An overview of Euro-American internal migration in the United States between 1940 and 1980 explores the overall population movement away from rural areas to cities and suburban areas. Although focused on white Americans and their migrations, there are similarities to the Great Migration of African Americans, who continued to move out of the South during the mid-20th century. In the early period, the industrial areas in the North and West attracted most of the migrants. Mobilization for World War II loosened rural dwellers who were long kept in place by low wages, political disfranchisement, and low educational attainment. The war also attracted significant numbers of women to urban centers in the North and West. After the war, migration increased, enticing white Americans to become not just less rural but also increasingly suburban. The growth of suburbs throughout the country was prompted by racial segregation in housing that made many suburban areas white and earmarked many urban areas for people of color. The result was incredible growth in suburbia: from 22 million living in those areas in 1940 to triple that in 1970. Later in the period, as the Steelbelt rusted, the rise of the West as a migration magnet was spurred by development strategies, federal investment in infrastructure, and military bases. Sunbelt areas were making investments that stood ready to recruit industries and of course people, especially from Rustbelt areas in the North. By the dawn of the 21st century, half of the American population resided in suburbs.

Article

Sarah Rivett

The Puritans were a group of people loosely defined through their shared adherence to the reformed theological tradition, largely following the work of John Calvin. Beginning in the 16th century, the Puritan movement took root in specific regional locales throughout Germany, Scotland, the Low Countries, and England. Following Queen Elizabeth’s settlement of 1559, which mandated conformity with the Church of England, the church’s authority splintered further as Protestants clashed with the episcopal polity, or church hierarchy. Religious conflict intensified from the 1580s through the end of James I’s reign, through repeated appeals to antiquity and patristics (writings from early Christian fathers) as pleas for further reform. Religious tension and persecution under the repressive regime of Archbishop Laud caused Puritans to leave England in search of new lands and communities. When the Pilgrims and Puritans migrated to North America in 1620 and 1630, respectively, they did so with the intention of contesting the power of the crown to mandate religious uniformity. They believed in a Calvinist-based religion that espoused a separation of church and state, but that also privileged the spiritual authority of the individual to such a degree as to leave no clear signposts about how the disparate individuals practicing these faiths should form communities. Puritan congregations in New England allowed laymen as well as women new forms of spiritual self-discovery as they orally translated the evidence of grace recorded upon their souls into communal knowledge and a corporate identity that fashioned itself as a spiritual beacon to the world. Missionary encounters soon redefined Puritan faith, theology, and pious practices. Puritan identity in 17th century North America reconstituted itself through a particular confluence of interaction with foreign landscapes, native tribes, Africans, and new models of community and social interaction.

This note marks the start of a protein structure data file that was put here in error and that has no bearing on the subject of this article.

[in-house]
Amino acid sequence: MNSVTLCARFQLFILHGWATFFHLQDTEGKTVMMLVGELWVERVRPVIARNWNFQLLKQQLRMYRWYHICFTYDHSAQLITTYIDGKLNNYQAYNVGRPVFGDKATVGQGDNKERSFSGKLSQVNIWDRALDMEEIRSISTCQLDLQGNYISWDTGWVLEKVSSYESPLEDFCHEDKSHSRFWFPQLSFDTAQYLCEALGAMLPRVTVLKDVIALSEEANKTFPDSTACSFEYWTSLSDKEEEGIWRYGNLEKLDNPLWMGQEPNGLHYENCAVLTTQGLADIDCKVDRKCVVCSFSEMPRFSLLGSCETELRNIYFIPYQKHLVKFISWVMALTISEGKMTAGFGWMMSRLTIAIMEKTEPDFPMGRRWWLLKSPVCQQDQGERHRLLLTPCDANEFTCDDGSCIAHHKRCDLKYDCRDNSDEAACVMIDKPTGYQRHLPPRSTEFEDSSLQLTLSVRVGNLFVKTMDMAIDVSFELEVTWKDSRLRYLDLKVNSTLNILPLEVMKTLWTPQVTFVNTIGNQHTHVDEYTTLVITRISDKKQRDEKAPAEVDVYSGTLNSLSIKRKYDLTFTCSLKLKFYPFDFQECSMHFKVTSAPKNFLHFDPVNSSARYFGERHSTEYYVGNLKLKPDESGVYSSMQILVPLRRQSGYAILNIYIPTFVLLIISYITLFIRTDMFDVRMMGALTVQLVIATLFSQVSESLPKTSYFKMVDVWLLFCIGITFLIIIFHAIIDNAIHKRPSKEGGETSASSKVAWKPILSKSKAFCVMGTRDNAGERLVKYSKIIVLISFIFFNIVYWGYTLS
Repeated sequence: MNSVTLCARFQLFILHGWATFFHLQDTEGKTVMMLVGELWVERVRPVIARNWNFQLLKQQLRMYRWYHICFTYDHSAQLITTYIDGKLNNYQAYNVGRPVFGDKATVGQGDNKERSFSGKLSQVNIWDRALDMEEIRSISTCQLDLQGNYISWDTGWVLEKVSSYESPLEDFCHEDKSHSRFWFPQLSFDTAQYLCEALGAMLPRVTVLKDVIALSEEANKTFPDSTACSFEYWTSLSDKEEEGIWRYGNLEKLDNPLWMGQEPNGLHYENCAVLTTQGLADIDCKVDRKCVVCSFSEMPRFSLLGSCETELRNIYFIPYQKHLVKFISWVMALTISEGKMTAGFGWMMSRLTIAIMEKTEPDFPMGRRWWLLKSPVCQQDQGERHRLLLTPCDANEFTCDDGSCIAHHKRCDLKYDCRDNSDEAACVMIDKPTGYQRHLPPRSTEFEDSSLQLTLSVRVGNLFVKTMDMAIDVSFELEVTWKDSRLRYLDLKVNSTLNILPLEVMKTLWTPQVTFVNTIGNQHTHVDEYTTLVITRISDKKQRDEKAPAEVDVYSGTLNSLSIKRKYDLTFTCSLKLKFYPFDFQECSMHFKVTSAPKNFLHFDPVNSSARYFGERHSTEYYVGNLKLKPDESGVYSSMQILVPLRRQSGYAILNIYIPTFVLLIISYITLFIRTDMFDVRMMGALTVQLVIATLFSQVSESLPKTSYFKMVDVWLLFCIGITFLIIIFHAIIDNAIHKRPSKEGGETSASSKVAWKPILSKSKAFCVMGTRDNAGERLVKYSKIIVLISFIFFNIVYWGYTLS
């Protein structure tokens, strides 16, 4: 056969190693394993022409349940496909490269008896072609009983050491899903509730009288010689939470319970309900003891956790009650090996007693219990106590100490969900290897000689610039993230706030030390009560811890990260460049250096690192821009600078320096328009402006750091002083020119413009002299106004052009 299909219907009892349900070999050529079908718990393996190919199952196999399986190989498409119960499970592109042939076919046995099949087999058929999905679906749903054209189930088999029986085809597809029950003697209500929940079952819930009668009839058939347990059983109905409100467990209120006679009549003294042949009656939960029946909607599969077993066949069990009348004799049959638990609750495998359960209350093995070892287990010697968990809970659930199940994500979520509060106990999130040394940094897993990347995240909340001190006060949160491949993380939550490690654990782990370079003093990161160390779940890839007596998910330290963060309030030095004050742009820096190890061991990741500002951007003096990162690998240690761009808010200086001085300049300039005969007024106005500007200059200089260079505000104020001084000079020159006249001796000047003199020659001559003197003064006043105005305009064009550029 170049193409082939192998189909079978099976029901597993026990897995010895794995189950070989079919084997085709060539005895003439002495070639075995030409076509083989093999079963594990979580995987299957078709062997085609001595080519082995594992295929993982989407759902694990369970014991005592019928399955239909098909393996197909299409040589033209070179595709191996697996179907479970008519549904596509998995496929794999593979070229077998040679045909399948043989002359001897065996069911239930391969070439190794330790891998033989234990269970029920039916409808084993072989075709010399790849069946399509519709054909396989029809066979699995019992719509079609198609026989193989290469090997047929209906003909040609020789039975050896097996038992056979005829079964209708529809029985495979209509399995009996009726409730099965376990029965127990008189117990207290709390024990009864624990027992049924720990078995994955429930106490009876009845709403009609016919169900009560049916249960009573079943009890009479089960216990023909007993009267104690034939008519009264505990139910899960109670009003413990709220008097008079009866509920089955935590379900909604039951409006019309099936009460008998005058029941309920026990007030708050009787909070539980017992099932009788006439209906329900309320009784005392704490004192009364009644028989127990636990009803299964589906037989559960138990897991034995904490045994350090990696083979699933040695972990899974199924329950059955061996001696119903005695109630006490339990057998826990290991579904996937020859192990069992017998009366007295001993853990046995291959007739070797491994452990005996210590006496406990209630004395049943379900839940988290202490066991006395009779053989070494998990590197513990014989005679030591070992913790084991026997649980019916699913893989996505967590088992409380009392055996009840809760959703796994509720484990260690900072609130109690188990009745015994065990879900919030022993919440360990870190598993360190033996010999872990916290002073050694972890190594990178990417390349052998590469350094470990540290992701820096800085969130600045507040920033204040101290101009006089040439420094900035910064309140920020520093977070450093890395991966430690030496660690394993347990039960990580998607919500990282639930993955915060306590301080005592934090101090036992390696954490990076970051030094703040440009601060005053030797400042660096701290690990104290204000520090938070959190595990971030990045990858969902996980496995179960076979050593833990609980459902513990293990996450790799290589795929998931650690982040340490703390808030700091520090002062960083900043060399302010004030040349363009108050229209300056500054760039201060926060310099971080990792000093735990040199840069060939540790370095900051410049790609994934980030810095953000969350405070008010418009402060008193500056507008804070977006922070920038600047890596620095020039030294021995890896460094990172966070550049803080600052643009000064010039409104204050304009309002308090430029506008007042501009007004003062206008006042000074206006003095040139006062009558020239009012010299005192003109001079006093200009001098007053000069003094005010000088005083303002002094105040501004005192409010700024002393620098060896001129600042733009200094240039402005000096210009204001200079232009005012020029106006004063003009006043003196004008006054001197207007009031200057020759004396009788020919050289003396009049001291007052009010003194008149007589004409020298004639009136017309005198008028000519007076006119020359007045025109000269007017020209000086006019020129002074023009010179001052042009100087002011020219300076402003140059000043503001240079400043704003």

Article

Chia Youyee Vang

In geopolitical terms, the Asian sub-region Southeast Asia consists of ten countries that are organized under the Association of Southeast Asian Nations (ASEAN). Current member nations include Brunei Darussalam, Kingdom of Cambodia, Republic of Indonesia, Lao People’s Democratic Republic (Laos), Malaysia, Republic of the Union of Myanmar (formerly Burma), Republic of the Philippines, Singapore, Kingdom of Thailand, and Socialist Republic of Vietnam. The term Southeast Asian Americans has been shaped largely by the flow of refugees from the American War in Vietnam’ however, Americans with origins in Southeast Asia have much more diverse migration and settlement experiences that are intricately tied to the complex histories of colonialism, imperialism, and war from the late 19th through the end of the 20th century. A commonality across Southeast Asian American groups today is that their immigration history resulted primarily from the political and military involvement of the United States in the region, aimed at building the United States as a global power. From Filipinos during the Spanish-American War in 1898 to Vietnamese, Cambodian, Lao, and Hmong refugees from the American War in Vietnam, military interventions generated migration flows that, once begun, became difficult to stop. Complicating this history is its role in supporting the international humanitarian apparatus by creating the possibility for displaced people to seek refuge in the United States. Additionally, the relationships between the United States, Malaysia, Indonesia, and Singapore are different from those of other SEA countries involved in the Vietnam War. Consequently, today’s Southeast Asian Americans are heterogeneous with varying levels of acculturation to U.S. society.